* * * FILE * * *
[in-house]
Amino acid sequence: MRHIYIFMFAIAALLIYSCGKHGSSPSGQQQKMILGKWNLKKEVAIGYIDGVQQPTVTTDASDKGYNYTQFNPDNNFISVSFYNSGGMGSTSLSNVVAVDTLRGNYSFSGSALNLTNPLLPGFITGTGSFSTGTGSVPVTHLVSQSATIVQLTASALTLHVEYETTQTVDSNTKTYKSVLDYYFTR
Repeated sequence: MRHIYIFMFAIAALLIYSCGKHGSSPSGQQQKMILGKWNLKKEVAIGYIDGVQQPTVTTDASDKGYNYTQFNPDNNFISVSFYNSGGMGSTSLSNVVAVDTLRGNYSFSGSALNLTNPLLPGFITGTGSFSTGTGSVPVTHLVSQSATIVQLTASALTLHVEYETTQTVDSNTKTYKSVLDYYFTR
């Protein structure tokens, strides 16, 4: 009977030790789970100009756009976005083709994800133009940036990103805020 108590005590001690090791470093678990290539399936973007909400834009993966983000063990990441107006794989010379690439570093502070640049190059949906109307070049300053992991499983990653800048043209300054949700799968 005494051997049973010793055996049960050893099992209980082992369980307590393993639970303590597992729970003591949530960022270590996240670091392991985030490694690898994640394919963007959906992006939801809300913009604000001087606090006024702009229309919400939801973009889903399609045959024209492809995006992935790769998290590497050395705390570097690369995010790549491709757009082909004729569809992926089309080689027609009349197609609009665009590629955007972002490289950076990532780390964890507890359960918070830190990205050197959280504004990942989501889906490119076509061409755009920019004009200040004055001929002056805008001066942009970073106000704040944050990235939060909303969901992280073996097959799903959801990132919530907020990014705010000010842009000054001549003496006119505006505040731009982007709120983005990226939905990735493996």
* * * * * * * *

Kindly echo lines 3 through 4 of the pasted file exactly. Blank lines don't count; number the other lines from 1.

Repeated sequence: MRHIYIFMFAIAALLIYSCGKHGSSPSGQQQKMILGKWNLKKEVAIGYIDGVQQPTVTTDASDKGYNYTQFNPDNNFISVSFYNSGGMGSTSLSNVVAVDTLRGNYSFSGSALNLTNPLLPGFITGTGSFSTGTGSVPVTHLVSQSATIVQLTASALTLHVEYETTQTVDSNTKTYKSVLDYYFTR
């Protein structure tokens, strides 16, 4: 009977030790789970100009756009976005083709994800133009940036990103805020 108590005590001690090791470093678990290539399936973007909400834009993966983000063990990441107006794989010379690439570093502070640049190059949906109307070049300053992991499983990653800048043209300054949700799968 005494051997049973010793055996049960050893099992209980082992369980307590393993639970303590597992729970003591949530960022270590996240670091392991985030490694690898994640394919963007959906992006939801809300913009604000001087606090006024702009229309919400939801973009889903399609045959024209492809995006992935790769998290590497050395705390570097690369995010790549491709757009082909004729569809992926089309080689027609009349197609609009665009590629955007972002490289950076990532780390964890507890359960918070830190990205050197959280504004990942989501889906490119076509061409755009920019004009200040004055001929002056805008001066942009970073106000704040944050990235939060909303969901992280073996097959799903959801990132919530907020990014705010000010842009000054001549003496006119505006505040731009982007709120983005990226939905990735493996």